The first thing I read this morning was the news from Japan of an attack on a centre for the disabled, which has left nineteen dead. It is reported that the suspect had called for the euthanasia of disabled people, and is quoted as saying he wanted to rid the world of the disabled.
I don’t know offhand whether Japan has the death penalty for murder, but I know that In Britain, and many other countries, we do not, because (among other reasons) it is considered morally and ethically unacceptable to take a life.
Holland is another country that does not have the death penalty for murder, or any other crime. But it does allow for disabled babies to be euthanised up to sixty days after birth. Just think about that for a moment.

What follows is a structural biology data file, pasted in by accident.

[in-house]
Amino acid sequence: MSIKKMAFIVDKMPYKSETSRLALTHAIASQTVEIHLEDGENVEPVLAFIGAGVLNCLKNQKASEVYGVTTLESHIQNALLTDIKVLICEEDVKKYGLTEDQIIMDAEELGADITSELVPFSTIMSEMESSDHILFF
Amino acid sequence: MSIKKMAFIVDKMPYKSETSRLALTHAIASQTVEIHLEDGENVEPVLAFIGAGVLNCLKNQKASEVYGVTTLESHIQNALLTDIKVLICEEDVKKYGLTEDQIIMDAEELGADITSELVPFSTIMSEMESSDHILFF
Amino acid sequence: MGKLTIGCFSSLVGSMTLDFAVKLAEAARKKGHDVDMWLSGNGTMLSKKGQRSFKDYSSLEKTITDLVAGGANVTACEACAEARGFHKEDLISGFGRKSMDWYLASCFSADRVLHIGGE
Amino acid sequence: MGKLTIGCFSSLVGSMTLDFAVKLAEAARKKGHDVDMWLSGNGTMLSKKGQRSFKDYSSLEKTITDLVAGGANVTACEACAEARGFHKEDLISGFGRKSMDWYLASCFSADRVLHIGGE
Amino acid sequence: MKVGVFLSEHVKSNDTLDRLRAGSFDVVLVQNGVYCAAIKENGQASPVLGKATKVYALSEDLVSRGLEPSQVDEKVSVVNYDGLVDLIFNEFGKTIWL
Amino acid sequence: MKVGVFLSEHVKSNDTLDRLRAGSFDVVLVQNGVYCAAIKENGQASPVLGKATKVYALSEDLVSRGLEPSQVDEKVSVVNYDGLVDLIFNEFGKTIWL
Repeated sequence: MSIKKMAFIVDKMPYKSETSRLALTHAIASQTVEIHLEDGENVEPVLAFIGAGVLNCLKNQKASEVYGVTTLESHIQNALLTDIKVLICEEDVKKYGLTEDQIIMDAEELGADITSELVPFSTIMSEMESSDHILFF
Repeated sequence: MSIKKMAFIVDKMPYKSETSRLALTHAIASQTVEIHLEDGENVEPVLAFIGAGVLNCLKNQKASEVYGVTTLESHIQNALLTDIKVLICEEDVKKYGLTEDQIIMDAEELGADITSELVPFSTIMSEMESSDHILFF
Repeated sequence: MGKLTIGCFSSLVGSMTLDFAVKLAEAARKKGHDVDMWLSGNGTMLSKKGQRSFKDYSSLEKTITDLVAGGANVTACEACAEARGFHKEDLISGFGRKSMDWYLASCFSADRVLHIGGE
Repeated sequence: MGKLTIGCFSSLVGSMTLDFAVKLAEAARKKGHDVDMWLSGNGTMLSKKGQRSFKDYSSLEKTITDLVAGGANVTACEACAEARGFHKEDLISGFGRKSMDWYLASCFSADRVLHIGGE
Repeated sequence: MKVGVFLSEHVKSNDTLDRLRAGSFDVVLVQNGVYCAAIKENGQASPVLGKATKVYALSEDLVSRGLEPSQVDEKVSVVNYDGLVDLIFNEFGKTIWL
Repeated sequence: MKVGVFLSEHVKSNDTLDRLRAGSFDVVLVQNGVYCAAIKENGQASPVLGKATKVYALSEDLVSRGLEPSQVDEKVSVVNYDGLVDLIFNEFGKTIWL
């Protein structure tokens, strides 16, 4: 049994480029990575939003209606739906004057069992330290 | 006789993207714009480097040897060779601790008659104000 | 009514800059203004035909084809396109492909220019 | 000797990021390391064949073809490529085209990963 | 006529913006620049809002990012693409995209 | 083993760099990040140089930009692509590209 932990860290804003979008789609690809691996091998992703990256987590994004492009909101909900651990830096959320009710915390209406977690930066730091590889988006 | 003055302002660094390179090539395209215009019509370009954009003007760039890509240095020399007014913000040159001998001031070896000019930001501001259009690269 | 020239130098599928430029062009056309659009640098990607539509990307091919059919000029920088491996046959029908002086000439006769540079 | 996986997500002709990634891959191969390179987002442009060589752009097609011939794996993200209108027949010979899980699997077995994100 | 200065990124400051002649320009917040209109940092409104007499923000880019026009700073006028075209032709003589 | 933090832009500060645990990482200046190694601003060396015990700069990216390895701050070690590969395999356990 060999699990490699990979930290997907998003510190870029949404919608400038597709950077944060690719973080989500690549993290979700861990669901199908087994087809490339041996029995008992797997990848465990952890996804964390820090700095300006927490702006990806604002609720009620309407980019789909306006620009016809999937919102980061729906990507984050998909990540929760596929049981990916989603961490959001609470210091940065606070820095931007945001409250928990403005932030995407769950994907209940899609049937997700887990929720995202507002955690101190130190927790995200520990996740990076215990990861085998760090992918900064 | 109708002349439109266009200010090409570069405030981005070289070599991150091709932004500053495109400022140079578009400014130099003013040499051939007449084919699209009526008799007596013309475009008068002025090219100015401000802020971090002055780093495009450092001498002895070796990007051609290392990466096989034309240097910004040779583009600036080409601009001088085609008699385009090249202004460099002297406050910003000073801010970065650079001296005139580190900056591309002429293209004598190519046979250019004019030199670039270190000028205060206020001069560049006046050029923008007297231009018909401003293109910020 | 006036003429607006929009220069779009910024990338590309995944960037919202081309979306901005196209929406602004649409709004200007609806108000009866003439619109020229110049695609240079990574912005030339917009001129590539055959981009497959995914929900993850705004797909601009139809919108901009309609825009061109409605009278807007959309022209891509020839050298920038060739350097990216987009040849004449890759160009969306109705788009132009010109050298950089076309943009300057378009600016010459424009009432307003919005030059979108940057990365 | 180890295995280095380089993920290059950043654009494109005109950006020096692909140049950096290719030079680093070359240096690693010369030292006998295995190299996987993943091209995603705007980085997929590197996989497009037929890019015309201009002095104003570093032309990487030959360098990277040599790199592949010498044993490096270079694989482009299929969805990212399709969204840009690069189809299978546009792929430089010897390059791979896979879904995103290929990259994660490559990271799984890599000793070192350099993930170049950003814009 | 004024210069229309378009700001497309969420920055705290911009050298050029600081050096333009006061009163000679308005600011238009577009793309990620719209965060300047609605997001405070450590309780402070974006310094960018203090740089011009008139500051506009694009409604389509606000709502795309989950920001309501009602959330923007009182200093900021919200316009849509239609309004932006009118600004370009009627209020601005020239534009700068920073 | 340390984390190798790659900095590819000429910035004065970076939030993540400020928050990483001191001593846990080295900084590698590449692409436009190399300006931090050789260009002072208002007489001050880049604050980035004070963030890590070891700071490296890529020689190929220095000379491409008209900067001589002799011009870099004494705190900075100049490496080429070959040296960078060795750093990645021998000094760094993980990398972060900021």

Here in Britain the law allows for babies prenatally diagnosed with a ‘disabling’ condition, even a moderate one, such as Down’s Syndrome, or Cleft Palate, to be aborted at any time up to birth; and there are many people who would think it perfectly acceptable to allow for the euthanasia of disabled individuals after birth also. And yet we do not have the death penalty for murderers – who have chosen to actively do harm in the world – even where the evidence is incontrovertible, or the suspect has confessed. Because the taking of life is not morally and ethically acceptable.
Just think about that for a moment.